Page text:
As sacks decline, Julius Peppers stands alone

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Sacking the quarterback is harder than it used to be, which makes Panthers defensive end Julius Peppers’ totals all the more remarkable.

Peppers ranks fifth in NFL history with 143.5 sacks. And with Demarcus Ware and Robert Mathis retiring this offseason, and Dwight Freeney unsigned, Peppers is the only active player in the Top 20 in career sacks.

The four players ahead of Peppers on the all-time sack list — Bruce Smith, Reggie White, Kevin Greene and Chris Doleman — all started their careers in 1985. That year, NFL teams averaged 2.92 sacks per game. By the time Peppers entered the NFL, in 2002, sacks were down to 2.29 per team per game. By last year, sacks were down to 2.18 per team per game.

As rules changes have favored passing offenses, and NFL teams have prioritized protecting their quarterbacks, it’s become more difficult to get a sack. Bruce Smith’s career record of 200 sacks is almost certainly out of reach for the 37-year-old Peppers. And when Peppers retires, he may have a sack total that’s out of reach for any active player. Getting to the quarterback has never been harder, and players like Julius Peppers don’t come along very often.

22 responses to “As sacks decline, Julius Peppers stands alone

  1. We miss Julius in Green Bay — a great team mate and presence. Wish he had chosen to stay in green and gold.

  2. Me too. Julius is a class NFL player. I miss him already and the season hasn’t even started. I hope this guy gets to close out his career in Carolina with a great big exclamation point.

  3. Sacks are not EASIER to get because of more pass plays. The rules changes on offense and defense make it more difficult. That is why you have a decline in the number of sacks per game, as the article states, over the last 30+ years. That is also why I question people who want to take players from this era and call them the GOAT. Imagine if Montana had these rules, or Jerry Rice? When you have certain QBs complaining about roughing every time they get hit, you’ve changed the game for the worse. When you have receivers balking at any contact, throwing a fit and getting an otherwise uncalled flag, you’ve changed the game for the worse.

  4. Curious as to what the average release time was then compared to now. To me that has more to do with sacks than anything. If a QB takes three steps and fires it hes kinda hard to sack.

  5. Let’s keep in mind that ‘sacks’ were not counted in the early days of the NFL, so Smith’s total, impressive though it is, may be less than some old and forgotten players.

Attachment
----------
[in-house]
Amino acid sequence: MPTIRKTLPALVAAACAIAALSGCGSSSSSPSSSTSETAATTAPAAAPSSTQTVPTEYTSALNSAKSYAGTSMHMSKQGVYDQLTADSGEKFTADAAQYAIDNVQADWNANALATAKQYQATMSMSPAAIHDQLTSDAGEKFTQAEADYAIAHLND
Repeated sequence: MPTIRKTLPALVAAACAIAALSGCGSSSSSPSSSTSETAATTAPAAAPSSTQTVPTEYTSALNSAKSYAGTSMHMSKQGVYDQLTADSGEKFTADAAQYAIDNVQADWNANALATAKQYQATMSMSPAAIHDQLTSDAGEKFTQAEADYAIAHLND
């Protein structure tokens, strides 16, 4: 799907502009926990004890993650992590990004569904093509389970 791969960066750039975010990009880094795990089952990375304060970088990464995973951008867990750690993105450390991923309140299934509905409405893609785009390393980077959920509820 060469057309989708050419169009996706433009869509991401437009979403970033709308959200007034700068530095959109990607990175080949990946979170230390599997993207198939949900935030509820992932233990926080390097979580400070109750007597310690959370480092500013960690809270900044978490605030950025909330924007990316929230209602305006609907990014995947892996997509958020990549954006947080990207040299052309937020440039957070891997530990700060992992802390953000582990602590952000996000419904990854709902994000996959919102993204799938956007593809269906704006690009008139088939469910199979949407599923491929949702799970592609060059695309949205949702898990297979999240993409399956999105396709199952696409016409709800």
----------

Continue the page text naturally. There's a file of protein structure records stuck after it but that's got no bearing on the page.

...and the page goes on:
6. He is great at generating sacks, playing the run and covering backs and tight ends are another story so his limitations as a OLB became obvious.

    Still, it’s amazing the number of game changing plays he made on a limited snap count. He’s a HOF-er and in his prime was fun to watch.

  7. Jimmy, he didn’t have an option to stay in GB, The brass moved on from him.

    But Julius was a great Packer short term. Wish him nothing but success, unless we are playing him. 🙂

  8. Sacks are a little overrated IMO. Pressure and hurries are more important. It’s all about disrupting the offense’s timing. A team can play defense successfully without getting a lot of sacks. The Patriots have never been known for having a high sack total but they still have a successful defense.

  9. While sacks per game have declined, some of the leagues most prolific sackers are playing right now: Von Miller, JJ Watt and Justin Houston all average more sacks per game than Bruce Smith. So yes, rules have changed and offenses have changed, but the low sack numbers could partly be attributed to lack of pass rushing talent around the NFL over the past 10-15 years.

  10. The days of the 5 and 7 step drop are gone and teams understand how dangerous these edge rushers are. Peppers playing back in the 80’s and 90’s would have been impressive to watch.
    The old timers were great and the new guys are great. The game itself is what is starting to suck.

  11. Sacks are variable. Some years teams get more, some years less. Can’t cherry pick 3 seasons in the last 35 years and paint a picture that sacks are declining.

    I’ve only briefly glanced at it but sacks per game were the same in 1988(2.3) as they were in 2012 and lower than they were in 2013(2.5) and 2014(2.4).

  12. Another thing missed in why it is harder now to get a sack than it was then isn’t just rules changes to protect offensive skill players but the whole blocking philosophies of O Lineman.
    No tackle back in the day was in a 2 point pass set.
    Nobody used a slide step.
    You couldn’t use your hands, just forearms & shoulders.
    There wasn’t a whole lot of shotgun sets.
    Also, the fullback/ 2nd TE basically turned into a full time 3rd receiver making defenses play back more & more sub-packages instead of attacking – less team pressure usually means less individual pressure.

  13. It’s not just the rule changes that are affecting sack numbers, it’s the trends of the league. Right now quick passes that lead to record breaking pass completion %’s play just as much of a role. The Lions have a quick passing system which has enabled Matt Stafford to have the 2 highest comp % totals of his career under Jim Bob Cooters O, and Sam Bradford just broke the record for highest comp % in a season, implemented in part to protect him from an OL that couldn’t.

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